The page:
Structural Damage Disclosure Underreported

by Don Elliott on September 27, 2012

Accidents happen! Crashed cars get fixed. Collision repair is a $29.5 billion industry in the United States. Not every car that is involved in an accident is severe enough to involve what is called structural or frame damage. Frame damage is a dated reference to a change in the structural components of a light duty vehicle. In the simplest terms, the frame is the load-bearing platform that gives a car or truck rigidity and strength. All of the other parts of the vehicle including the chassis are hung off of the frame.

Many cars and some trucks built today don’t have the traditional ladder frame that was typical on older cars and most trucks. They have what is called a unibody-type structure. The roof, body panels and floor are welded together to act like the shell of an egg, strong but lightweight. They are designed to transfer the force of impact around the driver and passengers, in effect making the structure much stronger and safer than older heavier cars.

Most recently, some cars are built with unibody on a partial frame, one more variation that makes “frame damage” an inaccurate reference.

The National Automobile Auction Association recently adopted a new term, structural damage, to refer to any change to a car’s structural components. Whatever you call it, structural, unibody or frame damage, the damage has changed the integrity and safety of the vehicle and should be disclosed to future owners as a condition of the car. Vehicle history reports are one area where structural damage is tracked when the information is available.

If the structural components are bent, twisted or cut, the original specifications of the car are changed, most likely not for the better. However, it is possible to repair structural damage and put the car back on the road. The nature and quality of the repairs are key factors when determining the used car value remaining in the repaired vehicle. Often disclosure is not so much a problem as the impact of the announcement to the value of the vehicle.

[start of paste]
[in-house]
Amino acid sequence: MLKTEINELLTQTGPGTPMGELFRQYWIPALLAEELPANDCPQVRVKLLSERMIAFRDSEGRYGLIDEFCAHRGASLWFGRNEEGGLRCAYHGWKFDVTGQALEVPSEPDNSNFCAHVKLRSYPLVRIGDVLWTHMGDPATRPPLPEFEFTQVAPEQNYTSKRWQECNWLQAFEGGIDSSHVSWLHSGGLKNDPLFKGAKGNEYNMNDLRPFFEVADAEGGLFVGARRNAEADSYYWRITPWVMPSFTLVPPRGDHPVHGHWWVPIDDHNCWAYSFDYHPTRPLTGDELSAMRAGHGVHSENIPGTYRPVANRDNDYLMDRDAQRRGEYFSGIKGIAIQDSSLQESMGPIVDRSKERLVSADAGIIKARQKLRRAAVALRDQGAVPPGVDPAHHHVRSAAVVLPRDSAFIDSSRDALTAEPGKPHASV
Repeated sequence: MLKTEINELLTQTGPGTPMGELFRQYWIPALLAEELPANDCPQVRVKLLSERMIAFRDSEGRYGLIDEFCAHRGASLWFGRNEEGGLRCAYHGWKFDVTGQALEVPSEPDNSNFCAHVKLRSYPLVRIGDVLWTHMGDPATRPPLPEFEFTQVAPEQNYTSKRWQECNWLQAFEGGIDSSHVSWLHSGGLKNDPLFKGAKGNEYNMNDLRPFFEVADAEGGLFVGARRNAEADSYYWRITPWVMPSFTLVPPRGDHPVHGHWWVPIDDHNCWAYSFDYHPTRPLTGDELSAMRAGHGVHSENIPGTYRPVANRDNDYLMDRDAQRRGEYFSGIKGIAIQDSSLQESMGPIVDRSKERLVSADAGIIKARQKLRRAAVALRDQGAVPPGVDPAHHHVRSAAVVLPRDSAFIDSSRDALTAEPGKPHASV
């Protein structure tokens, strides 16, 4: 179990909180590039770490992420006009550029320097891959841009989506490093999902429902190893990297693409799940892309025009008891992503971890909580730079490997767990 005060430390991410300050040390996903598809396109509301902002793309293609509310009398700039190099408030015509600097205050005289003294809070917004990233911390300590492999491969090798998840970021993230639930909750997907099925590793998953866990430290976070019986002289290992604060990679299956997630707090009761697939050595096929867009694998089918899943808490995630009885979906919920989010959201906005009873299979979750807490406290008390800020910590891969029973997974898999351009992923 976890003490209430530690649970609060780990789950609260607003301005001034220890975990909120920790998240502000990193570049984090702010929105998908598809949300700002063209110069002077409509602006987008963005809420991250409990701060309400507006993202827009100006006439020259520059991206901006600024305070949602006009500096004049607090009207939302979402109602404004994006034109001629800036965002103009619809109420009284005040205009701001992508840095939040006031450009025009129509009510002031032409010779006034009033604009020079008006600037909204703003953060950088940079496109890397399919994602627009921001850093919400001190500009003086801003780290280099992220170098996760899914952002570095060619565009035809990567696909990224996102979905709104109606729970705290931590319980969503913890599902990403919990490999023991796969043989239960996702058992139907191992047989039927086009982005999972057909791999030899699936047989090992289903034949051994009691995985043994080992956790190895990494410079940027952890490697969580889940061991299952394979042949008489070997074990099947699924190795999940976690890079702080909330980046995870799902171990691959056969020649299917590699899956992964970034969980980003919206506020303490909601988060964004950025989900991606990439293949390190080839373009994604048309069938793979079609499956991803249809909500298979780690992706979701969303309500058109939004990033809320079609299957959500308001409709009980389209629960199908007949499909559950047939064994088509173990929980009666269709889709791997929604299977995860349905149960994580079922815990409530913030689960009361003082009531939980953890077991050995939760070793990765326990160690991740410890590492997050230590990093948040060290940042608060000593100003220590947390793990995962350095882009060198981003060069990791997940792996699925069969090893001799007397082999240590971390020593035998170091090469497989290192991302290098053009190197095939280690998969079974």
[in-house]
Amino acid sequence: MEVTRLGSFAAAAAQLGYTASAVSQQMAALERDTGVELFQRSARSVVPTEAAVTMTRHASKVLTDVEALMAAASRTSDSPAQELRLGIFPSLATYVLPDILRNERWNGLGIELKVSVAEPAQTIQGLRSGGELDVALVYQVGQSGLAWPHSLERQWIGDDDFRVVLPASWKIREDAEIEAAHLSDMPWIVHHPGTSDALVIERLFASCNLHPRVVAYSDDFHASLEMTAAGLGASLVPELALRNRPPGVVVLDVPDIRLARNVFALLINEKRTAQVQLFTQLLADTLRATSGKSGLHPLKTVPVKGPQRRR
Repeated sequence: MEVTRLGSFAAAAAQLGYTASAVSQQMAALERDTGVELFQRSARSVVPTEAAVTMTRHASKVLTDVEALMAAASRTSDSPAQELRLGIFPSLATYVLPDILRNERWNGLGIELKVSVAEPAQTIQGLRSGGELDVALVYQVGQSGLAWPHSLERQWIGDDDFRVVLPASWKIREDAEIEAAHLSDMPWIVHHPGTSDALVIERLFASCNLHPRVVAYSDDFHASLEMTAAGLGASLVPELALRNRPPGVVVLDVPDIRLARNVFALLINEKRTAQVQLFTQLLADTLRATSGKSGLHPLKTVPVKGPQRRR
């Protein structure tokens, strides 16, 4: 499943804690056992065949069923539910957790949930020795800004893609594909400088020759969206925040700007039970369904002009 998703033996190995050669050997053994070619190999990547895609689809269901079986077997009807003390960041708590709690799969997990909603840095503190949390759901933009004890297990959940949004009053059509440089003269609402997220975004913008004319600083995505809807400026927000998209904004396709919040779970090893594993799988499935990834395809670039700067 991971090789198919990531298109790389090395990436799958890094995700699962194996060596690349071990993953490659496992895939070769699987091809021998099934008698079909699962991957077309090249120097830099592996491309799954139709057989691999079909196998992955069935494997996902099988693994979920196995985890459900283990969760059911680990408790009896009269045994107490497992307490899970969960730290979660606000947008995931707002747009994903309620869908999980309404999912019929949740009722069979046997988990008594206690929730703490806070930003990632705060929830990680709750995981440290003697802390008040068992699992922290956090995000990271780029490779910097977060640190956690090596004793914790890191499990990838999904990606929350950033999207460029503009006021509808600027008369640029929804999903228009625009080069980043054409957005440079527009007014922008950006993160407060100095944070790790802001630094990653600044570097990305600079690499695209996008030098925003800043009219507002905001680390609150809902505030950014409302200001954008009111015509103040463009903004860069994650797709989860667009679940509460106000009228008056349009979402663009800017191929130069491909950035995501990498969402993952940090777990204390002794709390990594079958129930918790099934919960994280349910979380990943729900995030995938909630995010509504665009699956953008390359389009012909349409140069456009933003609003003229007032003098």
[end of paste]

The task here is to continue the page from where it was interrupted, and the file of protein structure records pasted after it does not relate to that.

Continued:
Qualified collision repair or body shops have the technology to repair almost any type of car. Cars are mounted onto a powerful device that pulls the structural components back to their original specifications. Sophisticated welding devices are used to weld the various types of steel and aluminum. Parts can be replaced or rebuilt to repair most types of collision damage.

The important issue here is an understanding about the structural damage that may have occurred and having that damage checked to make sure that it was repaired correctly and to specification. Often sellers of cars that have been in accidents attempt to hide repairs in hopes of getting more money for the car in the sale. Member auctions from the National Auto Auction Association disclose structural damage when found during the inspection of cars as they arrive at the car auction. However, a good inspection of any car, whether bought at an auto auction, from a dealer or from a private party is the only way to determine if a car has had structural damage and then whether it was repaired properly.

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